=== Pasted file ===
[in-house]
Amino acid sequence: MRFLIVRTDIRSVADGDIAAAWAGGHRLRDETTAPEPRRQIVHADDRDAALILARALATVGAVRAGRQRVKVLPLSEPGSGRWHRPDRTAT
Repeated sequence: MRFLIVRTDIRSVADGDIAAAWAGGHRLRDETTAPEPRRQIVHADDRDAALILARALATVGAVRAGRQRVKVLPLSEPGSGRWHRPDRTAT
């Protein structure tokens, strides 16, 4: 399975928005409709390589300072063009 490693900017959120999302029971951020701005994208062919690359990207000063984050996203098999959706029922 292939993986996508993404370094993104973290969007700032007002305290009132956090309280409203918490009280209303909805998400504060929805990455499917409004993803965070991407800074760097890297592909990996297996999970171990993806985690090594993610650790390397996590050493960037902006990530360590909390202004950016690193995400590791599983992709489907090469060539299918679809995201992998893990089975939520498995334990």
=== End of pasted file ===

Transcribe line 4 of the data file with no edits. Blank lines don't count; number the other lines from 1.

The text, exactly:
């Protein structure tokens, strides 16, 4: 399975928005409709390589300072063009 490693900017959120999302029971951020701005994208062919690359990207000063984050996203098999959706029922 292939993986996508993404370094993104973290969007700032007002305290009132956090309280409203918490009280209303909805998400504060929805990455499917409004993803965070991407800074760097890297592909990996297996999970171990993806985690090594993610650790390397996590050493960037902006990530360590909390202004950016690193995400590791599983992709489907090469060539299918679809995201992998893990089975939520498995334990």